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I just got busted...!
This thread has 5 replies. Displaying all posts.
Post 1 made on Sunday December 9, 2007 at 06:25
smokinghot
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napping on the job...lol. In my defence I do electrical maintenance for major manufacturer, and the job is as dull as it comes. Not to mention I'm on the night shift 7pm to 7am.

Couldn't have been worse... Lights off, feet up on the office desk, snoring like a banshee. Shift super comes running in "machine down, machine down, the plant's at a stand still...what the hell are you doing? I've been looking all over for you!"

Worst part is now I have to find a new spot to hide during the night,....DAMN IT..!
....Light travels faster than sound. That's why some people appear bright until you hear them speak.
Post 2 made on Sunday December 9, 2007 at 13:30
djy
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Wouldn't worry me so much, just so long as I know where to go when things go pear shaped. We also have personal radios, which does help to forewarn one.

PS
Is that a 12 hour, 5 day week? I find an 8 hour (22:00 - 06:00), 5 day week more than enough.
OP | Post 3 made on Sunday December 9, 2007 at 20:28
smokinghot
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On December 9, 2007 at 13:30, djy said...
PS
Is that a 12 hour, 5 day week? I find an 8 hour (22:00
- 06:00), 5 day week more than enough.

It's a 12hr continental shift, meaning....: In a pay cycle (2 weeks), I work a total of 7 days. So if you can follow this (most have problems...lol):

The cycle starts with: Mon/Tues "on" or "working", Wed/Thurs "off", Fri/Sat/Sun "on", It then flips for the following week. Mon/Tues "off", Wed/Thurs "on", Fri/Sat/Sun "off".

Over the long weekend off it flips to nights and then repeats the cycle. So on and so forth. It's not the best schedule, but if you do the math I only work half the year, and taking vacation days in the right spots gives you excessive amounts of time away from the daily grind. The trick is to get nap time in during the midnights so your not completely changing your sleep cycle all the time. I don't know how the production people do it.
....Light travels faster than sound. That's why some people appear bright until you hear them speak.
Post 4 made on Monday December 10, 2007 at 05:09
djy
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On December 9, 2007 at 20:28, smokinghot said...
It's a 12hr continental shift, meaning....: In a pay cycle
(2 weeks), I work a total of 7 days. So if you can follow
this (most have problems...lol):

The cycle starts with: Mon/Tues "on" or "working", Wed/Thurs
"off", Fri/Sat/Sun "on", It then flips for the following
week. Mon/Tues "off", Wed/Thurs "on", Fri/Sat/Sun "off".


Over the long weekend off it flips to nights and then
repeats the cycle. So on and so forth. It's not the best
schedule, but if you do the math I only work half the
year, and taking vacation days in the right spots gives
you excessive amounts of time away from the daily grind.
The trick is to get nap time in during the midnights
so your not completely changing your sleep cycle all the
time. I don't know how the production people do it.

There's many a way to implement a continuous shift pattern, but as coincidence would have it we have a department that works exactly the same 12 hour 2-3 pattern, only here it’s 06:00 – 18:00 and vice versa. One thing I noticed though, having worked through a few numbers (at one time there was talk of, my two weekend colleagues, A.N. Other and myself doing some sort of rolling pattern), is that although I work significantly more days in a year, the hours are actually fewer; i.e. –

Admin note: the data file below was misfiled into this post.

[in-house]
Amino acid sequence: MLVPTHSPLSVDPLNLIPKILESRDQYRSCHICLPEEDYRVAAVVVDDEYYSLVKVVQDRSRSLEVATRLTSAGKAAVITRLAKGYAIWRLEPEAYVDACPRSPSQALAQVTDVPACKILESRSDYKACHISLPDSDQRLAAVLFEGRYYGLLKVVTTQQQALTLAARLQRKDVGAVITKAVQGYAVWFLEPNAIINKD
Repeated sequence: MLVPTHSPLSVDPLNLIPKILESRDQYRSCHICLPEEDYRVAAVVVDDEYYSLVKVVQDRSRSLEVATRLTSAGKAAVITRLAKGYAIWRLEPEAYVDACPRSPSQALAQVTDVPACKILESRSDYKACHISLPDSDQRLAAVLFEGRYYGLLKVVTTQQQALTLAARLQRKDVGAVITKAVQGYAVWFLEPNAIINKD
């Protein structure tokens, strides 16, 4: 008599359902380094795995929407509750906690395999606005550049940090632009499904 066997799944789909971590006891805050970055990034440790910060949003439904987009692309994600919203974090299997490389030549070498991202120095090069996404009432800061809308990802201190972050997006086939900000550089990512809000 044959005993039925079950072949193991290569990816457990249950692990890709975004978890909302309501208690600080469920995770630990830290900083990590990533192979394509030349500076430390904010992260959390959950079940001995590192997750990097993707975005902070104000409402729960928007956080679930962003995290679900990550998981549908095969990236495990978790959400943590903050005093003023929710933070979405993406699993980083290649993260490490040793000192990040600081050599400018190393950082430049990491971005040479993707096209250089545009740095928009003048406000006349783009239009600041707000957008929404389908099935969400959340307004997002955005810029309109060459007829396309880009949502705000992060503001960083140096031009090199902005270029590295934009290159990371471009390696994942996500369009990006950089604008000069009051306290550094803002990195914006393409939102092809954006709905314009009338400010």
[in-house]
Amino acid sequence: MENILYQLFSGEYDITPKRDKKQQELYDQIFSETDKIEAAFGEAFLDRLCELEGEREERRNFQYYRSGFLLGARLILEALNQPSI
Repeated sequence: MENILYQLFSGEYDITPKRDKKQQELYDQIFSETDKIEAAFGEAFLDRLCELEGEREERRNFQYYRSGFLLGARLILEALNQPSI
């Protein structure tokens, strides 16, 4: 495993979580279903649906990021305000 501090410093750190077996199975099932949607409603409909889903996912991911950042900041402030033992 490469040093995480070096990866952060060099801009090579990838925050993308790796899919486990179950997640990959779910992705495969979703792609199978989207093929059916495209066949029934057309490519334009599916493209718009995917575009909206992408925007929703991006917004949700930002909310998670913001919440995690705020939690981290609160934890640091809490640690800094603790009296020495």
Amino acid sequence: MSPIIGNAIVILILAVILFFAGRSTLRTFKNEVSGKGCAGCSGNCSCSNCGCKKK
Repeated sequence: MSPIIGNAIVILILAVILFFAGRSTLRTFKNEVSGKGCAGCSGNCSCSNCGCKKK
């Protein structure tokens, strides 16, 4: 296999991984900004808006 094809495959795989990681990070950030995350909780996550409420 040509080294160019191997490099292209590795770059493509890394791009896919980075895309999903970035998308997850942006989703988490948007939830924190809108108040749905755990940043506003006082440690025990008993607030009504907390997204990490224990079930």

(52 x 5) – 33 (annual holiday entitlement) = 227 days per year.
227 x 8 = 1816 hours per year.

Against

26 x 7 = 182 days per year
182 x 12 = 2184 hours per year
N.B. These figures do not include holiday entitlement because they’re worked a little differently to the norm. – I need my other computer to be exact. However, if I recollect correctly the annual hours are still a shade over 2000 for the year.
OP | Post 5 made on Thursday December 13, 2007 at 00:00
smokinghot
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On December 10, 2007 at 05:09, djy said...
There's many a way to implement a continuous shift pattern,

The term actually was intended to be "continental shift". That's just term used around here for the shift pattern. Disregard this if you knew what I meant.

although I work significantly more days in a year, the
hours are actually fewer; i.e. –

The way my shift .vs. hours works out. I work less days in a given year when compared to someone working a standard work week. But also end up getting more hours per pay cycle.

Standard cycle (2wk period) is: 10 days 8hrs a day = 40hrs wk /or/ 80hrs for the cycle.

Continental cycle (2wk period) is: 7 days 12hr shifts = 42hrs wk /or/ 84hrs for the cycle.

There's also a hourly rate premium of approx $1 a hour while on midnights. Only real downside is working every second weekend. If I had kids...I don't know if I would do it personally.
....Light travels faster than sound. That's why some people appear bright until you hear them speak.
Post 6 made on Friday December 21, 2007 at 04:11
King of typos
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This is one of the reasons why I love my job. Im a slot tech at Foxwoods, yes I am still there for those you know me from years ago.

My department is one of a select few who has 10 hour working days, with 3 days off. I work from 14:45 to 00:45 with Sunday, Monday and Tuesdays off every week. For the nearly 9 years that I've been there and the 3 different departments, I've always had the opition of Sunday and Monday off, now I have those two plus a third day.


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